Tagged: Ballard

Metropolis Experiment

Tracey Clement, ‘Metropolis Experiment,’ 2016-17, rusty steel, salt, laboratory glass, cotton, dimensions variable (max height 200cm). Photo T. Clement.

Metropolis Experiment, 2-17 June 2017 at AirSpace Projects, Marrickville.

Metropolis Experiment is part architectural model, part mad science: the whole city is a laboratory. But instead of shiny stainless and gleaming glassware in sterile white surrounds, we are presented with rusty tripods and salt crystals that creep up and over everything, corroding as they go. In Metropolis Experiment something has gone horribly wrong: it’s a ruined model city, a metaphor.

Metropolis Experiment is my third recent body of work which responds to the vivid prognostications of JG Ballard’s 1962 post-apocalyptic sci-fi novel, The Drowned World. View the first here and the second here.

What links these works is the image of the ruined city, an image Ballard conjured so evocatively in The Drowned World.

Tracey Clement, 'Metropolis Experiment,' 2016-17, rusty steel, salt, laboratory glass, cotton, dimensions variable (max height 200cm). Photo T. Clement.

Tracey Clement, ‘Metropolis Experiment,’ 2016-17, rusty steel, salt, laboratory glass, cotton, dimensions variable (max height 200cm). Photo T. Clement.

Thanks to its scale, Metropolis Experiment draws on the conceptual qualities of architectural models (as well as ruins) in order to make a point. As theorists are fond of pointing out, all ruins simultaneously embody both the present and the past.

Meanwhile, architectural models are inherently aspirational. They embody potential, physically manifested, but not quite realised. They represent the future. As a ruined model city (a combination of both) my artwork adds a third temporal stream: the future already devastated.

Metropolis Experiment is a premonition, a warning.

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Metropolis Experiment II

Tracey Clement, ‘Metropolis Experiment II,’ 2016, laboratory glass, salt, rust, dimensions variable (max height 100cm).

Metropolis Experiment II is actually part of a larger work, Metropolis Experiment, which will be shown at AirSpace Projects 2-17 June 2017.

This sculpture is the unholy love child of an architectural model and a chemistry trial gone horribly wrong: it’s a ruined model city, a metaphor.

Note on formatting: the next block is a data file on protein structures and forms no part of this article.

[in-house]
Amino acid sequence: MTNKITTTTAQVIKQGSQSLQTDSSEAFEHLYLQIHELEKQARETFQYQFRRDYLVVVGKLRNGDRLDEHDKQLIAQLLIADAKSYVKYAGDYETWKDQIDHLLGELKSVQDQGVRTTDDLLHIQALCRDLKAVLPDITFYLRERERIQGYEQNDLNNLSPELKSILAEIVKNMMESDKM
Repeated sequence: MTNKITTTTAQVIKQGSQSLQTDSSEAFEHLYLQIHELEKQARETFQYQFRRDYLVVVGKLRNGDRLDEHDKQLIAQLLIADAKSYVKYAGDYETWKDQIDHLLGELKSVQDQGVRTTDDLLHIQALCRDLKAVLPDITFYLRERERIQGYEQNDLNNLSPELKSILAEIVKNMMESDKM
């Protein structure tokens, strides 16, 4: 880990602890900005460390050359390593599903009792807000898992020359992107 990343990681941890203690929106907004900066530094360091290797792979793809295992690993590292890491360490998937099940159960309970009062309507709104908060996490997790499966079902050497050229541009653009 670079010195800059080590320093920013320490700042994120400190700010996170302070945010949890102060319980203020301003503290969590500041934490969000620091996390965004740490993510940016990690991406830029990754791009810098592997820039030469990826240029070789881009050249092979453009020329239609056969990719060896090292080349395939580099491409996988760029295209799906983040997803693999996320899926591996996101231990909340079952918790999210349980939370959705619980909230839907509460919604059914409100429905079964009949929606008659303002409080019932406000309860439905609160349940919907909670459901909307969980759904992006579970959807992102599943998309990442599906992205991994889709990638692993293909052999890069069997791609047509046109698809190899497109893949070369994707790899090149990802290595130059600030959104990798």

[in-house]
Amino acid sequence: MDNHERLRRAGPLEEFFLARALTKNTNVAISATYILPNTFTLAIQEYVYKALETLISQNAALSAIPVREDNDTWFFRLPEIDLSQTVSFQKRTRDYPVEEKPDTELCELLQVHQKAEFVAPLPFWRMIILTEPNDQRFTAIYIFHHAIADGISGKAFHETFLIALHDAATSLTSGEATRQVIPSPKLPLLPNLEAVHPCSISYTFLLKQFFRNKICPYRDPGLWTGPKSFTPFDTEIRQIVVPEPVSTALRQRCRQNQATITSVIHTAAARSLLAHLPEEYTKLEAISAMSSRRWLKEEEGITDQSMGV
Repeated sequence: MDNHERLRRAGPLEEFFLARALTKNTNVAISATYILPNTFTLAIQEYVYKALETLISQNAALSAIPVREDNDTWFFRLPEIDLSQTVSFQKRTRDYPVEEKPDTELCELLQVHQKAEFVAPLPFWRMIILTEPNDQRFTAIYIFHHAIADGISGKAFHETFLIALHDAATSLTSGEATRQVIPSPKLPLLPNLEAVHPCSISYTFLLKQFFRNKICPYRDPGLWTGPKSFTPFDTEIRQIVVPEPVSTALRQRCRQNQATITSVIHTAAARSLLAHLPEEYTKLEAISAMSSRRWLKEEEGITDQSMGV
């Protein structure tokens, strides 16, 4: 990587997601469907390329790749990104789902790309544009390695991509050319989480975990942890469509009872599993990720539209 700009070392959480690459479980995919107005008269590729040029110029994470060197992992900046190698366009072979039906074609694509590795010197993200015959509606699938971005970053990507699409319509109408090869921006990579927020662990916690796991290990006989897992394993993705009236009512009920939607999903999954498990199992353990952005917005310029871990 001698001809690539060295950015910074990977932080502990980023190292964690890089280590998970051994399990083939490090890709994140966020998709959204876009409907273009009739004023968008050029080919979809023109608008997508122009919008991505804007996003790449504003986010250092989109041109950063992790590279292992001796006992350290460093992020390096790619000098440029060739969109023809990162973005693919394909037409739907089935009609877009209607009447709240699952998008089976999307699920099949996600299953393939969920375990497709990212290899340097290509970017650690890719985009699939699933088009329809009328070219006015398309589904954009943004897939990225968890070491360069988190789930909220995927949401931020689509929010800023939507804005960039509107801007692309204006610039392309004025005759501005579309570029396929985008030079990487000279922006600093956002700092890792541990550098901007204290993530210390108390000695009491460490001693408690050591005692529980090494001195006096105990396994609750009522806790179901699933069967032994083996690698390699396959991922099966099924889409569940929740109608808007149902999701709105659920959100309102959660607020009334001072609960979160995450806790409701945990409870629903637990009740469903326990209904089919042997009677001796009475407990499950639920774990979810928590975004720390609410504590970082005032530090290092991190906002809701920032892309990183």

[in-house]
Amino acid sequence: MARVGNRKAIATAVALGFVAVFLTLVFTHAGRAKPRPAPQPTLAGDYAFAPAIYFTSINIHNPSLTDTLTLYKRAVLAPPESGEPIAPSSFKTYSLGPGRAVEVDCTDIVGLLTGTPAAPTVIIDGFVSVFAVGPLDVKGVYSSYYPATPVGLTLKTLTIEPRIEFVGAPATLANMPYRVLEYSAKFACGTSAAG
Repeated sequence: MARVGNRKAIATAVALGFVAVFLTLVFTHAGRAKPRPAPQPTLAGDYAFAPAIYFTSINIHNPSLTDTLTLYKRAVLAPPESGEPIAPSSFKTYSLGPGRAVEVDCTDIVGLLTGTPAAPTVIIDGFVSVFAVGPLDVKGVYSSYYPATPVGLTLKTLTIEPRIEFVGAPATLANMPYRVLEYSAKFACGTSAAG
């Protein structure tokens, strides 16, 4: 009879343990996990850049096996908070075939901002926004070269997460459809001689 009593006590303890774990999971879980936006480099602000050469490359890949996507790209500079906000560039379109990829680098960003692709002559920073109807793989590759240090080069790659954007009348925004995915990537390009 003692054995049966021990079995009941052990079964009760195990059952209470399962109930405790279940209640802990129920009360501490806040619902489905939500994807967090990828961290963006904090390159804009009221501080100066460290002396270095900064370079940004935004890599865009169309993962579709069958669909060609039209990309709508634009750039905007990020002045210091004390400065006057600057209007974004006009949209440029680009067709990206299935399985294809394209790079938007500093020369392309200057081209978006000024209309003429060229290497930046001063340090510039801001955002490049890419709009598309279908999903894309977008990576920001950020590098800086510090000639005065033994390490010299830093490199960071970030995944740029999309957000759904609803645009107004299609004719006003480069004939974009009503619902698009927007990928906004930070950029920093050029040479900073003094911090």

Metropolis Experiment is part of my third recent body of work in my Mapping The Drowned World project which responds to the vivid prognostications of JG Ballard’s 1962 post-apocalyptic sci-fi novel, The Drowned World.

It is also my third model city. The previous two are: Post-Premonitionism 2 and Plastic City.

 

Mapping The Drowned World installation

 

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Tracey Clement with Post-Premonitionism 2 in Mapping The Drowned World, October 2015.

Installation shots from Mapping The Drowned World. Six artists responded to JG Ballard’s novel, The Drowned World

Exhibiting artists: Roy Ananda, Jon Cattapan, Tracey Clement, Kate Mitchell, Janet Tavener and Gosia Wlodarczak

Mapping The Drowned World
Coordinated by Tracey Clement
8-31 October 2015
SCA Galleries
READ the ‘Mapping The Drowned World’ catalogue on ISSUU.

Post-Premonitionism 2: work in progress videos

Post-Premonitionism 2 is part of my broader Mapping The Drowned World project in which I respond to the vivid prognostications in JG Ballard’s novel, The Drowned World.

READ the catalogue for Mapping The Drowned World, the group exhibition I coordinated for SCA Galleries, 8-31 October 2015.

Each of the salt cones in Post-Premonitionism 2 takes about 3 months to construct from start to finish.

Tracey Clement, 'Post-Premonitionism 2,' work in progress, 18 Feb 2015.

Tracey Clement, ‘Post-Premonitionism 2,’ work in progress, 18 Feb 2015.

The first step is to make a cone from a flat sheet of fabric.

Tracey Clement, 'Post-Premonitionism 2,' work in progress, 18 July – 27 Sept 2015.

Tracey Clement, ‘Post-Premonitionism 2,’ work in progress, 18 July – 27 Sept 2015.

The cones are then strung up, the steel structures are stitched in and the whole thing is soaked with super-saturated salt solution.

This timelapse was shot without a tripod so things move around wildly. This version is all about the buckets!

Tracey Clement, 'Post-Premonitionism 2,' work in progress, 18 July – 27 Sept 2015.

Tracey Clement, ‘Post-Premonitionism 2,’ work in progress, 18 July – 27 Sept 2015.

This version is slightly steadier and concentrates on watching the rust develop.

Tracey Clement, 'Post-Premonitionism 2,' 2015, salt, rusty steel, cotton, dimensions variable, 36 units, height 80-190cm ea. Courtesy: the artist. Installed over 2 days, 3-4 October 2015.

Tracey Clement, ‘Post-Premonitionism 2,’ 2015, salt, rusty steel, cotton, dimensions variable, 36 units, height 80-190cm ea. Courtesy: the artist. Installed over 2 days, 3-4 October 2015.

125+ kilograms of salt crystals were added to the sculpture in this installation.

Click HERE for more info and more work in progress stills.

READ the catalogue for Mapping The Drowned World, the group exhibition I coordinated for SCA Galleries, 8-31 October 2015.

Drowned World: Petermann Star Projection

Post-Premonitionism 2 installation video